Ayre CX-7 CD player Measurements

Sidebar 3: Measurements

The Ayre CX-7's maximum output level was very slightly higher than specified, at 4.514V balanced and 2.255V unbalanced. The latter is 1.03dB higher than the CD standard's 2V. Both sets of outputs preserved absolute polarity (ie, were noninverting), the XLRs being wired with pin 2 hot. The source impedance from the unbalanced RCA jacks was a low 58 ohms across the audioband, this doubling as expected from the balanced XLRs, which is still usefully low. Error correction, assessed using the Pierre Verany Test CD, was good, the player occasionally dropping out when the gaps in the data spiral reached 1mm in length.

With the rear-panel filter switch set to Measure, the response was flat up to the top octave, which, as can be seen from the top pair of traces in fig.1, then featured a rolloff of a fraction of a dB by 20kHz. De-emphasis error was negligible, as shown by the bottom traces in this graph. With the filter set to Listen, the response above 14kHz or so rolled off more rapidly, reaching -2.5dB at 20kHz. Not apparent on this audioband graph will be the fact that this filter setting doesn't roll off ultrasonic frequencies as aggressively as the Measure setting, which has ramifications that will become apparent later. All of these measurements were made from the balanced outputs; the response from the unbalanced jacks was identical.

Fig.1 Ayre CX-7, balanced outputs, frequency response at -12dBFS into 100k ohms with filter set to Measure (top at 15kHz), with filter set to Listen (middle at 15kHz), response with filter set to Measure and with de-emphasis (bottom). (Right channel dashed, 0.5dB/vertical div.)

Channel separation from the balanced outputs (not shown) was excellent, at better than 105dB across the band in the R-L direction but only 90dB in the other direction. The unbalanced performance was about 5dB worse, but still respectable. Fig.2 shows a 1/3-octave spectrum of the Ayre's output while it decoded data representing a dithered 1kHz tone at -90.31dBFS. No harmonic or power-supply-related spuriae can be seen above the noise floor, this actually due to the dither used to encode the 16-bit data. This is excellent performance, suggesting that the Ayre's true noise floor is very low.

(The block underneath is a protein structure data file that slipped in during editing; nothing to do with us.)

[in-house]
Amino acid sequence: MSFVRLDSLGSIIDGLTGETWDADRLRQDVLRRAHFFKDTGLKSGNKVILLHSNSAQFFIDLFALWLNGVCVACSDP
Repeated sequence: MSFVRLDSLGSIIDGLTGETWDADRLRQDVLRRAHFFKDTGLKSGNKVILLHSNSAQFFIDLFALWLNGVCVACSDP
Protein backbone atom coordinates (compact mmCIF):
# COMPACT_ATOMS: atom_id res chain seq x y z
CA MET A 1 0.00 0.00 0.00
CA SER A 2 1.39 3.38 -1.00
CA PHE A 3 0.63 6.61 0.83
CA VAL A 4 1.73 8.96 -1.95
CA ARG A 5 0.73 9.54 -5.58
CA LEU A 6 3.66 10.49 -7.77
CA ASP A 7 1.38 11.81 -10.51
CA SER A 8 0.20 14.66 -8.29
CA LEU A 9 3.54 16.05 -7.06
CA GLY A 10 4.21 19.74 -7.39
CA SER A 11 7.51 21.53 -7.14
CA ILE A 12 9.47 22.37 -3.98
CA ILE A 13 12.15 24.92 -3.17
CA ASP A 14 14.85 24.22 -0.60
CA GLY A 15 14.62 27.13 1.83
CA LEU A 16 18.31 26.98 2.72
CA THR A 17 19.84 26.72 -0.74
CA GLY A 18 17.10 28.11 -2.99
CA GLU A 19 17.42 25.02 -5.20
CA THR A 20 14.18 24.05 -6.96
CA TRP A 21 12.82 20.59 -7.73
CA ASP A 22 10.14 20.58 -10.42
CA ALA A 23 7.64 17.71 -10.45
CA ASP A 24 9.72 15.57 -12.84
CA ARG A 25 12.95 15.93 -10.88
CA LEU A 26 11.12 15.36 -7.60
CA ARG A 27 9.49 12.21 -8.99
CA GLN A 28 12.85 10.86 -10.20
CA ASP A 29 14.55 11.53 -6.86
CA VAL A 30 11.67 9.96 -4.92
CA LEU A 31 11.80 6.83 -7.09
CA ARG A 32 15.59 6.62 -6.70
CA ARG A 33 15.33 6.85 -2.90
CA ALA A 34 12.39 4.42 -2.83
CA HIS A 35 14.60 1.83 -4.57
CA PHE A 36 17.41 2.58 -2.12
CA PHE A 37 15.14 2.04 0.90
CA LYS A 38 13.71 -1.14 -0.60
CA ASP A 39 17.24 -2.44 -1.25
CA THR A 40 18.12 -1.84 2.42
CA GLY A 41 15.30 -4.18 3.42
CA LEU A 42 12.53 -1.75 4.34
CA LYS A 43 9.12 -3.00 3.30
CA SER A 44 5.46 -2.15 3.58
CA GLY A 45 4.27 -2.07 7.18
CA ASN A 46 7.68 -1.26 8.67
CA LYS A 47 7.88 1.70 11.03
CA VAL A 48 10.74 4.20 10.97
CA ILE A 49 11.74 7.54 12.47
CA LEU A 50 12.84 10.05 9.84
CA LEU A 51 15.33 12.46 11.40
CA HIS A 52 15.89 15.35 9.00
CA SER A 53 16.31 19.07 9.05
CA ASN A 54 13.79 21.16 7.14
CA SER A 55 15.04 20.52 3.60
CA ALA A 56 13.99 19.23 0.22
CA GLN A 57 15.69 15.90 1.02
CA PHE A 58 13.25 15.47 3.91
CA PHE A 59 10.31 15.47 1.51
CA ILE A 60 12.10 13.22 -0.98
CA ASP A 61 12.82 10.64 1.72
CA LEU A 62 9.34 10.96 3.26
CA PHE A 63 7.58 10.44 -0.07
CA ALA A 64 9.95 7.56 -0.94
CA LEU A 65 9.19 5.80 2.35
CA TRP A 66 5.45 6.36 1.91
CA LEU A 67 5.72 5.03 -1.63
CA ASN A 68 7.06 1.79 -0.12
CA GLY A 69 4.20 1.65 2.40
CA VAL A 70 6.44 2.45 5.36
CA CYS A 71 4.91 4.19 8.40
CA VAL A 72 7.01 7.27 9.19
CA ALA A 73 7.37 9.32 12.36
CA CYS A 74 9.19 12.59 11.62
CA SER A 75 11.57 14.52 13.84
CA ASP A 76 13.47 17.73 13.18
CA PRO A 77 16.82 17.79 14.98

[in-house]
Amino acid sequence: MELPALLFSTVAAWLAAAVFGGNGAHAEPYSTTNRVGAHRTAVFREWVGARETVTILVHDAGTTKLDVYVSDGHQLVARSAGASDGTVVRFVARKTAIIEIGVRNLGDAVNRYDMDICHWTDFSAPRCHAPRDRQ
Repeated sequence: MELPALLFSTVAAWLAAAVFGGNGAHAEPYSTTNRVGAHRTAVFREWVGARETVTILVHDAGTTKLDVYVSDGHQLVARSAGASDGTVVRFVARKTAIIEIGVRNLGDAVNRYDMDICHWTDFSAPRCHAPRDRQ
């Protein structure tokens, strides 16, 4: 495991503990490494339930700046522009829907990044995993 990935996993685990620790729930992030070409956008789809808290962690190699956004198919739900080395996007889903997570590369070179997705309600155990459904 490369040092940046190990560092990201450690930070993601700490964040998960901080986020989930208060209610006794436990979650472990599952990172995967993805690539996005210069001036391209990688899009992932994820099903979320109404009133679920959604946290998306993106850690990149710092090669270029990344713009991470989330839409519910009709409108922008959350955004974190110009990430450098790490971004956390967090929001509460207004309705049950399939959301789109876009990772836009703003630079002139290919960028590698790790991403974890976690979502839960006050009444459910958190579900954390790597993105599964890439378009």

Fig.2 Ayre CX-7, balanced, 1/3-octave spectrum of dithered 1kHz tone at -90dBFS, with noise and spuriae (16-bit data, right channel dashed).

Linearity error was also low, remaining below 2dB to below -110dBFS (fig.3), which, in conjunction with the player's low analog noise, results in accurate reproduction of the waveform of an undithered 1kHz tone at exactly -90.31dBFS (fig.4). Each of the three voltage levels that describe this signal can be clearly seen, with very little noise riding on the waveform.

Fig.3 Ayre CX-7, left-channel departure from linearity, 16-bit data (2dB/vertical div.).

Fig.4 Ayre CX-7, waveform of undithered 1kHz sinewave at -90.31dBFS, 16-bit data.

When it came to harmonic distortion, the CX-7 was good rather than great, something that can be laid at the feet of its lack of loop feedback. Fig.5 shows the spectrum of the player's unbalanced output while it reproduced a full-scale 1kHz tone into a fairly low load of 8k ohms. A regular series of harmonics can be seen extending to the 10th, which lies at the right-hand edge of the graph. Only the second, third, and fifth harmonics lie above -80dB (0.01%), the first two lying at -70dB (0.03%), which should still be low enough to be inaudible. The right channel was, overall, better than the left, at 0.042% THD (actual sum of the harmonics) compared with 0.057%, though it has more fourth harmonic evident (red trace). As expected, the balanced outputs significantly reduced the level of just the even harmonics, leaving the third and fifth highest in level (not shown).